Saturday, January 30, 2010

Why You Should Know Clarice Lispector


I must say I knew nothing about Clarice until I read this article.  Now I am very interested,

That unexpected encounter brought me friends I never would have met and took me to places I never would have seen. Yes, the same would have been true with Russian or Arabic or Greek: every new culture brings its food, its music, its beaches. But what Portuguese gave me that nothing else could have was Brazil’s great mystic writer, Clarice Lispector, a person so dazzling that she was reputed to be that rare woman who looked like Marlene Dietrich and wrote like Virginia Woolf.

She came to Brazil by way of Ukraine, and adopted Portuguese as her literary language.

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For those curious, here is The Passion According to G.H.

6 comments:

  1. Clarice Lispector has a number of stories in a book entitled "Eye of the Heart: Short Stories from Latin America." In my opinion it is probably the best one-volume introduction to latin American fiction. But if you can find the two-volume "Borzoi Anthology of Latin American Literature," that is the one to go with. Great book but sadly out of print. However, there are many inexpensive copies available through ABE Boooks.

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  2. Alas, about the only Brazilian lit I have read is Jorge Amado.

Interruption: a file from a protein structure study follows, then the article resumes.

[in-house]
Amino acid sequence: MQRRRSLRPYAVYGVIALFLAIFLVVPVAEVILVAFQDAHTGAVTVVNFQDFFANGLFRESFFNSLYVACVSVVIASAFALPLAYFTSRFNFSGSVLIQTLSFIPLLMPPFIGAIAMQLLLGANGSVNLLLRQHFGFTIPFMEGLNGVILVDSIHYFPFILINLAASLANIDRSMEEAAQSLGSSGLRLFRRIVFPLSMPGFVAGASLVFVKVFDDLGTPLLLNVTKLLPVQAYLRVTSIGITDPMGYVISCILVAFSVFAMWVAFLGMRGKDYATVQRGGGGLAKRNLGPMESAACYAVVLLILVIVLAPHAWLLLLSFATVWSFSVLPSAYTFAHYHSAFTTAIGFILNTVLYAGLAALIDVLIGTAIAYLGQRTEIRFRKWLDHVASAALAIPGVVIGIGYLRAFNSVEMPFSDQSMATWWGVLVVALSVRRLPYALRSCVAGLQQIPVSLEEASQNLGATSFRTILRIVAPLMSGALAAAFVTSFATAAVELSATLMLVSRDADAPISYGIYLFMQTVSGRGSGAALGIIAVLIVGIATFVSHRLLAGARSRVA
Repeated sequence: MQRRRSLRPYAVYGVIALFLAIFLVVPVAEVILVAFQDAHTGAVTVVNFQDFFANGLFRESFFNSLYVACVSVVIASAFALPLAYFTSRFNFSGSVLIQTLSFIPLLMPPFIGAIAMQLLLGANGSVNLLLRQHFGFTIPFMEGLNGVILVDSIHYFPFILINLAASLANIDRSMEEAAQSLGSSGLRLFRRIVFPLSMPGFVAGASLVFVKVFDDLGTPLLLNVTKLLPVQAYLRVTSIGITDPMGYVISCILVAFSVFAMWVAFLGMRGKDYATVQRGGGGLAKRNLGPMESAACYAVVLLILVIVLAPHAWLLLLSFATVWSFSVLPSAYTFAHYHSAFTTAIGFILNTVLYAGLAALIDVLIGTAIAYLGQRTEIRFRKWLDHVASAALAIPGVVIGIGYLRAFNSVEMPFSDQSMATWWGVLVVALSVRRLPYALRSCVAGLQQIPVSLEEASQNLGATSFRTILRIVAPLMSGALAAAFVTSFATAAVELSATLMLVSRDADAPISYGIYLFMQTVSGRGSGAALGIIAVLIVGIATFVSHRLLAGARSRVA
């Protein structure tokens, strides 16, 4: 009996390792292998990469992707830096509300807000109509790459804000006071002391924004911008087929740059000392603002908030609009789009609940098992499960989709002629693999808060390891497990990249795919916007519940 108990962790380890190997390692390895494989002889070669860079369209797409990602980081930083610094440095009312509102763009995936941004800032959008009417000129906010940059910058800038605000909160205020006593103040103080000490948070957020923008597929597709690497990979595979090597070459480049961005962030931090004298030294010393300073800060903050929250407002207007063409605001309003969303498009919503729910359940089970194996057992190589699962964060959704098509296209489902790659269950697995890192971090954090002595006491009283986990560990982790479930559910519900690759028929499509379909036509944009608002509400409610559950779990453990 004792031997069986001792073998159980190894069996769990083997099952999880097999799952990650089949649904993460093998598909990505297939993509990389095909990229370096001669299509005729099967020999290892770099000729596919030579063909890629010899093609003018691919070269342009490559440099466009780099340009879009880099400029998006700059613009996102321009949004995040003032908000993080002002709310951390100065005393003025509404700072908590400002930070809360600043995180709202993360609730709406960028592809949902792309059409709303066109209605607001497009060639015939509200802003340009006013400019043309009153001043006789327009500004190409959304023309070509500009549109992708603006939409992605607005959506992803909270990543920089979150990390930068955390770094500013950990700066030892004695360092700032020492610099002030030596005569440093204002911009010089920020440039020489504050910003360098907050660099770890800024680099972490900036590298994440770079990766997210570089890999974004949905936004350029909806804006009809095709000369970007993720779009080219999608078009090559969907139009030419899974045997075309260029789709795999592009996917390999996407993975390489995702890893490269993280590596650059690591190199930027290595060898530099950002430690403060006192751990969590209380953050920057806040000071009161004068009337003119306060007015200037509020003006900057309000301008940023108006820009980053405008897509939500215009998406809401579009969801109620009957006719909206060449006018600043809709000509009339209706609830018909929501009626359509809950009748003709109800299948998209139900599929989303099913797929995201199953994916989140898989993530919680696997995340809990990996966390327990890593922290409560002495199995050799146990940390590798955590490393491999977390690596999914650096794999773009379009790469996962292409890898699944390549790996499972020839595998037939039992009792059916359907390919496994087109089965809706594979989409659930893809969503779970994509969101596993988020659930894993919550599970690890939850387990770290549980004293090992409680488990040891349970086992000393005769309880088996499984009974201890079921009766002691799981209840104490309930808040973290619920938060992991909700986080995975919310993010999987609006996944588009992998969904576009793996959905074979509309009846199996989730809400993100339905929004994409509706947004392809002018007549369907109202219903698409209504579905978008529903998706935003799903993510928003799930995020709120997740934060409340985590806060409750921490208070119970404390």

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  3. Readers in the States usually know Amado, Borges and Marquez. After that there is very little familiarity with the region. Which is a shame. But the same is no doubt true regarding Eastern European writers. Only a few are successfully exported to the West.

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  4. Lack and/or quality of translations doesn't help. I remember trying to read Ilf and Petrov's 12 Chairs and the humor had been virtually sapped away in translation. Was also disappointed with a translation of Imre Kertész I bought.

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  5. I haven't had too much to complain about regarding translations, although most of them have been major publishers who you would assume vet their translators. Having said that, I find Orhan Pamuk's books pretty much unreadable. Don't know if that's the translator's fault or Pamuk's. And I so want to like his books.

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